This is the design for a Holocaust memorial that has now been approved by the British government. As yet, few have commented on the interesting fact that it basically resembles a toast rack.
When it comes to designing a holocaust memorial, there are few rules. This is because quite often sensitive and creative avant-garde architects are invited to submit designs, and if you had too many rules, you wouldn’t get such creative masterpieces as this:
Or how about this incredible giant hand, made up of screaming Jews, reaching up to the heavens:
Not sure what the hand is trying to do. It could be reaching up to ask God for help, or possibly imploring the US air force to stop interfering with the delivery of foodstuffs to various “residential facilities” in the German Reich by bombing the fuck out of the German railway network… But, anyway, I’m probably going to have a bad dream tonight after seeing this.
Or there is this memorial, which is my personal favourite, showing Jews being used as screaming sleepers for a railway track:
I don’t know what to say here, as there is just too much raw symbolism to deal with. I mean, these screaming Jews are actually helping the trains to the death camps run on time!!! Make of that what you will.
But the thing I like about it is that it kind of overloads the pathos of genuine suffering so much so that the end result is a kind of bathos – a kind of humour that only certain people like myself truly enjoy.
Anyway, the key point about Holocaust memorials in general is their sheer creativity, and, as I said above, this means very few rules and restrictions. But, that doesn’t mean there are no rules. There are definitely some rules.
For example, you wouldn’t make a Holocaust memorial that looks like a giant oven or a lampshade or a bar of soap.
This is because all these items stand for the trivialisation of holocaust narratives, as they refer to some…erm…”awkward details” in the accounts of death camp survivors that later turned out to be completely false or ridiculously exaggerated.
The story that Jews were turned into actual lampshades and bars of soap, and also burnt in ovens, were important, attention-grabbing memes that played a vital part in publicising the Holocaust narrative in the early days – the 1960s and 70s – when nobody was really that interested in the “special” sufferings of Jews, as everybody had had a hard time in WWII.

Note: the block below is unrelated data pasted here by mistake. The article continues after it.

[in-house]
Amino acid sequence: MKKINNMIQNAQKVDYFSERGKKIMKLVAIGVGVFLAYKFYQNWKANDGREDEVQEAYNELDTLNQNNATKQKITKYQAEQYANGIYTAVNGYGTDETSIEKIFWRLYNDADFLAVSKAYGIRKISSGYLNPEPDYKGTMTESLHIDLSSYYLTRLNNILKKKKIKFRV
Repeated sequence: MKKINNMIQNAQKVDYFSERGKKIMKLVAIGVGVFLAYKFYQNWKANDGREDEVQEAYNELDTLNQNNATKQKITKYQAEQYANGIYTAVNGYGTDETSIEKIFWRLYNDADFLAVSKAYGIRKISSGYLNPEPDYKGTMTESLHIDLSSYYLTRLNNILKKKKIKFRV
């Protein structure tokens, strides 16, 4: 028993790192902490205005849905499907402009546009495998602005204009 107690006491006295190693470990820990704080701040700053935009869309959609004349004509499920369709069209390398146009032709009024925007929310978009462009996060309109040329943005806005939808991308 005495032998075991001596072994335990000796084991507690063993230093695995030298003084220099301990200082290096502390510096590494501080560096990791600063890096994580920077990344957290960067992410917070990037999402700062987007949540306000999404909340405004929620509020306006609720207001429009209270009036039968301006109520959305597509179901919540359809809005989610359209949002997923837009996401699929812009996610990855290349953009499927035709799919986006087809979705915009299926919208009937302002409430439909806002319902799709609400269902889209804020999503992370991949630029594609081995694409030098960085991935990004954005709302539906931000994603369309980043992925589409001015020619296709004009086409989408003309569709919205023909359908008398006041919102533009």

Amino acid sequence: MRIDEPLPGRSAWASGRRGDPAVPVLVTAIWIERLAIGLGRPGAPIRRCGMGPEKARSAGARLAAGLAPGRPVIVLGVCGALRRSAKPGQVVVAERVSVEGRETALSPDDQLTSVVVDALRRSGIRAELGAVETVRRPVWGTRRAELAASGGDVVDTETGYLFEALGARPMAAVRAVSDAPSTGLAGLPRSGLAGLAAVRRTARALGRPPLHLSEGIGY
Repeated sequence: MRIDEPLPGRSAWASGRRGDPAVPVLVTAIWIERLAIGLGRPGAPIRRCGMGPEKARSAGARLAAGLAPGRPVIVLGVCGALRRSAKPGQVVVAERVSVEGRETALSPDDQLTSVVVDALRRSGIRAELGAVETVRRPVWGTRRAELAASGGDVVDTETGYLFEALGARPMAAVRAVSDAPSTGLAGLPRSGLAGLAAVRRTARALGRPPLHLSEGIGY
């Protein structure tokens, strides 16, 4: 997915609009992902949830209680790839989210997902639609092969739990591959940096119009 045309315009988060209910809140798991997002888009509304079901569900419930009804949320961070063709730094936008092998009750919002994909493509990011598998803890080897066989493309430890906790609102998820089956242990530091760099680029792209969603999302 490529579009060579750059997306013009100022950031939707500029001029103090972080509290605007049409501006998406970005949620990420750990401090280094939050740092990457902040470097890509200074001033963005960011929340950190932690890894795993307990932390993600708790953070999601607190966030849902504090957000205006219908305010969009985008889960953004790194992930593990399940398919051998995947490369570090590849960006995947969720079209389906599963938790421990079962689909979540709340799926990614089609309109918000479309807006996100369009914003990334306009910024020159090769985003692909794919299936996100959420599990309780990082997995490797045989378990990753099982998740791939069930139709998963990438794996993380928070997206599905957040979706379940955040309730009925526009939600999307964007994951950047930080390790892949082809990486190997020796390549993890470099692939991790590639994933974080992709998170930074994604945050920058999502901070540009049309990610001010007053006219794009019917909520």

Remember, there was no internet in those days to assist in detailed research and simple fact checking to debunk suspicious narratives. Also, it was very difficult to investigate the actual sites of the Holocaust, most of which were located behind the Iron Curtain in the Soviet Bloc, where a lot of the Holocaust memes originated in Commie propaganda.
So, leading with memes as outlandish as soap, lampshades, and ovens was not a big problem at the time; in fact, quite the reverse, as they helped to seed the public’s mind with the idea that something peculiarly terrible had happened to the Jews.
But, after they had served their purpose of fixing the Holocaust in the public’s imagination, these memes were dispensed with, instead becoming symbols of the over-exaggeration and ridiculousness of the Holocaust narrative for sceptics.
This is why you would never build a holocaust memorial that resembled an actual oven or lampshade. It would just be too lulzy.
But for the same reason you wouldn’t want to build a holocaust memorial that looked like a giant toast rack either, which is what they have decided to go and do in the UK, in the process ruining a perfectly nice park next to the Houses of Parliament.
Oddly, the design is credited to this man, Ron Arad, who is an actual Jew and born in Israel:
…while the company in charge is run by this man, “Sir” David Adjaye, an actual Ghanaian, born in Ghana:
I once attended a talk by Adjaye. He is a well-spoken Black man of mediocre ideas, whose career is built on being an “acceptable” front man and “face of diversity” for his otherwise “hideously White” architecture firm (echoes of Zaha Hadid).
Knowing a little of the the history of these two designers, as I do, I would say that the “toast rack” design has more to do with the kind of architectural schtick that Adjaye is associated with. Although whether he is the actual working designer on this project is another question, as many big name architects merely put their names to the work of their anonymous company staff.
But, as you can see in this picture, Adjaye has a thing about slats. It is self-evident that the Holocaust “toast rack” grew out of this aesthetic.
But you would think that having an actual Jew on board would have alerted them to the general tastelessness of a design that looked like a rack for burnt bread. It seems that in this case, Arad is merely the front man for the project, so that they can say to the various government agencies, quangos, and departments that they had to win over that they have a genuine Holocaust “victim” on board.
When you’re trying to get your hands on millions of pounds of taxpayer’s money from a “signally” political establishment, this, alas, is how the game is played.
Originally published at Alt-Right News